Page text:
So it wasn’t Southland Tales after all… But the top-prize winner at the 59th Cannes Film Festival was a major surprise, with Brit director Ken Loach’s Irish Civil War drama The Wind That Shakes The Barley crashing in out of nowhere to beat all 19 other In Competition movies. Nobody, but nobody, saw it coming – certainly not Pedro Almodovar, whose comedy drama Volver had been considered a virtual cert throughout most of the festival, with Alejandro González Iñárritu's powerful story-splitter Babel seen as its only rival. But Wong Kar Wai’s jury delivered a unanimous verdict in favour of Loach’s film, praising its “hope, compassion and solidarity".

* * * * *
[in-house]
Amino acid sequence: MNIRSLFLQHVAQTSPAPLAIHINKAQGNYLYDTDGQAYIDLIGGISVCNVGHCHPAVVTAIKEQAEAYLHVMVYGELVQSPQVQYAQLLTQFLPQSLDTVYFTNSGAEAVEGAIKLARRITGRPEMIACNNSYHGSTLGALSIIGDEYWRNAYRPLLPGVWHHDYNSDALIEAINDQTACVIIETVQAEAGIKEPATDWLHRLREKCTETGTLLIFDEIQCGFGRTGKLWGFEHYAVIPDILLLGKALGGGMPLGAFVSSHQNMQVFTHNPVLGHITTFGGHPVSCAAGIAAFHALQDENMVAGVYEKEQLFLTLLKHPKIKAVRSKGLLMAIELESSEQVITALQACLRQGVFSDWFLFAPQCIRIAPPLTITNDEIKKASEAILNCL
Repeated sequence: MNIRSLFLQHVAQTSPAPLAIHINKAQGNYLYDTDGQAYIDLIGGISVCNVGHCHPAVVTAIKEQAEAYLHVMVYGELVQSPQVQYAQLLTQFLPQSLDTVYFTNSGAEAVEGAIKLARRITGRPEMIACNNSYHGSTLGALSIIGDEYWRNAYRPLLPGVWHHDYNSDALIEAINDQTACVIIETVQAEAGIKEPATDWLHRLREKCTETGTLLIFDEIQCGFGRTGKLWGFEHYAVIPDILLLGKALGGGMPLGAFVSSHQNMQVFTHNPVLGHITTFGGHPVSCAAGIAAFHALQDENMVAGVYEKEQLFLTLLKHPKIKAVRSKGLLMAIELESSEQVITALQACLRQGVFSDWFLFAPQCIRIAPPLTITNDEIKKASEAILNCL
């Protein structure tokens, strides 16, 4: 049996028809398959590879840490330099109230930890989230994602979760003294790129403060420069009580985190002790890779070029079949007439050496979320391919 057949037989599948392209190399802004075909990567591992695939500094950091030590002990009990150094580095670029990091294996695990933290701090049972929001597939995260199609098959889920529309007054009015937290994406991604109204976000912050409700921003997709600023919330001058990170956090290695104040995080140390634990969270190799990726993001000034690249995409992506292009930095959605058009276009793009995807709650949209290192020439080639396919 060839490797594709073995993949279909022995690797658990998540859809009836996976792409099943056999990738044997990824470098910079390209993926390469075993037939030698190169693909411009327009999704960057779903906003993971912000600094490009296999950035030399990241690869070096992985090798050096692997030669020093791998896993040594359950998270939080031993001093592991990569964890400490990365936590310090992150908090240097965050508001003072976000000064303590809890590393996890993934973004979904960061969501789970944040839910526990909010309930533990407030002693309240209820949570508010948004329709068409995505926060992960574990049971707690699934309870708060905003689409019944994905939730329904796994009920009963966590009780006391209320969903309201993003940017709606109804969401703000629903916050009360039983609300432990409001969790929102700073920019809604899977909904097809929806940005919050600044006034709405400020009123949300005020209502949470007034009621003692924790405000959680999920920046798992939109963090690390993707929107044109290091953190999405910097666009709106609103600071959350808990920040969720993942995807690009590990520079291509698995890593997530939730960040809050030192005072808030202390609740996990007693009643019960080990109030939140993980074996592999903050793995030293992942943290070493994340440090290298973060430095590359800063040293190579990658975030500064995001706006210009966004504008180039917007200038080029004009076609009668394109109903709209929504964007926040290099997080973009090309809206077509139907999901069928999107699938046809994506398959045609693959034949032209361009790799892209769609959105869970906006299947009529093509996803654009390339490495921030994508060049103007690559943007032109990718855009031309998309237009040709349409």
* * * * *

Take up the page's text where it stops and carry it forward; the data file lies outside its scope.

"We live in extraordinary times,” said Loach as he accepted the award. “And that has made people political in a way they maybe weren't in the previous four, five, six years. The wars that we have seen, the occupations that we see throughout the world - people finally cannot turn away from that. It's very exciting to be able to deal with this in films, and not just be a complement to the popcorn."
"It was one of five films about war and it was a fantastic education about the Irish problem," explains jury member Helena Bonham Carter. "There was a tremendous humanity. I can't explain our mass reaction but we were all profoundly moved."
Almodovar’s Volver scored Best Actress (for the entire ensemble!) and Best Screenplay, while Iñárritu won Best Director. A further Brit triumph, meanwhile, arrived in the shape of bracing thriller Red Road, which picked up The Jury Prize.